Saturday, February 9, 2013

The impact of a presidency

Every now and then I feel like I get a bit of a glimpse into how people in the future will view the Presidency of Barack Obama. We tend to get caught up in the daily hysteria created by partisans and pundits that is likely to be mostly forgotten (ie, skeet truthers). And as the lunacy on the right intensifies, we can find ourselves chasing after every manner of outrage.

Recently BooMan brought us two stories with real import that I didn't see mentioned anywhere else on progressive blogs. But they signaled the kind of major impact that shape a presidency - both in what is actually done and what is not done.

The first one was about how President Obama rejected - during the election - the advice of most of his national security apparatus to intervene in Syria.
Obama not only stood up to the CIA and the top brass at the Pentagon, he did it without the cover of Clinton or Panetta. He kept us out of a war the rest of the Establishment wanted to fight; he did it without arousing disloyalty, and he did it in the heat of a presidential campaign.
The second one is about the fact that the President is about to sign off on a plan that will reduce our nuclear arsenal by a third.
President Obama is poised to sign off on a new internal review of U.S. nuclear weapons strategy that would reduce the arsenal by one-third, resulting in billions in savings to the Pentagon and Energy Department.
So do you see how this works? As most of the political world is consumed with talk about the use of drones and Republican obstruction about sequester, the really big news is that he avoided entanglement in yet another war and is about to save billions of dollars by getting rid of a major portion of our nuclear warheads.

When the story is told in the future about this presidency, what do you think will really matter?

He's already:
  • Saved us from another great depression
  • Rescued the auto industry
  • Passed universal health care
  • Reformed Wall Street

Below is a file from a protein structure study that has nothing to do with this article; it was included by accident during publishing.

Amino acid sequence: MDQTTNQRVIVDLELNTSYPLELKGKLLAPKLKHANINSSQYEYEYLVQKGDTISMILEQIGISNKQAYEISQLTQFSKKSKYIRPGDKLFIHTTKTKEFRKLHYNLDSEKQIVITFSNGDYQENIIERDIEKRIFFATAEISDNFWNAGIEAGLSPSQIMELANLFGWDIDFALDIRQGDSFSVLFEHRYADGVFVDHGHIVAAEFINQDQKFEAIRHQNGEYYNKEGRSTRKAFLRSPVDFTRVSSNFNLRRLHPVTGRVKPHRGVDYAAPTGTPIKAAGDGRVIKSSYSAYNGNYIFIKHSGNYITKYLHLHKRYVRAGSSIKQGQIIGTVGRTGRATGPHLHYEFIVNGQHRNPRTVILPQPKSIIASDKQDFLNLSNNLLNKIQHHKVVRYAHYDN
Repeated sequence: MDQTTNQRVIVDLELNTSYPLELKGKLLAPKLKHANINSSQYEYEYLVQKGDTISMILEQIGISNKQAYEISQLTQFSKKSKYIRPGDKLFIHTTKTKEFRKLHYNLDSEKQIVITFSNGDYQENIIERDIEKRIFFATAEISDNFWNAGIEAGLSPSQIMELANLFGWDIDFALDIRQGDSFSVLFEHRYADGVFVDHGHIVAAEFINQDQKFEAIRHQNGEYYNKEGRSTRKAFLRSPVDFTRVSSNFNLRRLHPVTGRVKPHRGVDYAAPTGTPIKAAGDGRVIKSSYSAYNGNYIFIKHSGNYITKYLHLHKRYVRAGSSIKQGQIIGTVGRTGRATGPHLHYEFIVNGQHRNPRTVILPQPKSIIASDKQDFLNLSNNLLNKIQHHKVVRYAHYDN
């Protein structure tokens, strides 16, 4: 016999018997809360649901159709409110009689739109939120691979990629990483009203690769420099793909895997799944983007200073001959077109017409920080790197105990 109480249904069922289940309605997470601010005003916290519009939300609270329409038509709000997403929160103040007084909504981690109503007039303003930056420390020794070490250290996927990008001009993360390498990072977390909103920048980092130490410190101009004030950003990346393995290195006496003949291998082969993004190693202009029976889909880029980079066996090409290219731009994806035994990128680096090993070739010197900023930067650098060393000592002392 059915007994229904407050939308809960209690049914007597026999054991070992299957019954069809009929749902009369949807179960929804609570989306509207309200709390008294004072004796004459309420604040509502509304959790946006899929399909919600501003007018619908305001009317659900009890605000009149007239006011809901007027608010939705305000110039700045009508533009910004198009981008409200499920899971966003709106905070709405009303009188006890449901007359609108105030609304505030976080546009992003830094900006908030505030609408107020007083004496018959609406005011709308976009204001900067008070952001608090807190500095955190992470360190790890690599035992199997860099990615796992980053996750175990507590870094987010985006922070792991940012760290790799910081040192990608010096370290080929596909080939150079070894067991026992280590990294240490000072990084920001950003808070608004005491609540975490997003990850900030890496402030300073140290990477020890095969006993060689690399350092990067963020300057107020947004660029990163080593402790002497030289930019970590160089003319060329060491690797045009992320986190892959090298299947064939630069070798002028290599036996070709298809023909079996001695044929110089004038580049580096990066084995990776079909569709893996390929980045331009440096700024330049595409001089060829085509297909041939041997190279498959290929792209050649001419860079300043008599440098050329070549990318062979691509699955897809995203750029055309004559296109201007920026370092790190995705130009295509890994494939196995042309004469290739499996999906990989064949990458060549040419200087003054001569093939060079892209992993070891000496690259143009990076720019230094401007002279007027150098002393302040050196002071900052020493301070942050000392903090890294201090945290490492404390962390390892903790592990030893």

• Repealed DADT
  • Negotiated new automobile efficiency standards
And by the end of his second term he will have:
  • Passed immigration reform
  • Passed gun reform
  • Ended 3 Bush wars (Iraq, Afghanistan and the war on al Qaeda)
And that doesn't even take into consideration the things that he initiated that are still in the works...everything from turning DoD green to reigning in the CIA to avoiding war with Iran to his upcoming efforts to further address climate change and travel to Israel/Palestine this spring to try to reignite the peace process. Oh, and one more thing...he's demonstrated to future candidates for the office how to do an end-around our democracy-crushing campaign finance system.

Have all these achievements been perfect or exactly what he wanted? No. But the ball has been moved significantly down the field in the progressive direction - despite the mess he was handed by the last president, the obstruction from Republicans, and the lack of support he's sometimes received from progressives along the way.

When you take a look at the big picture by putting all this together, its clear that we are living in one of the most momentous presidencies in our history.


  1. While I am determined to enjoy these next four years, I must confess I dread the day he is done. I can only hope we are able to elect a person with continued vision of what we could be.

  2. I'm not real sure why you're writing that his trip to Israel is about trying to reignite the peace process when the White House said that is not their goal.

    I was delighted by BooMan's article yesterday. My other takeaway from that article was just how much of a war monger Clinton still is. She would be a very bad president.

    1. I'm not real sure why you're writing that his trip to Israel is about trying to reignite the peace process when the White House said that is not their goal.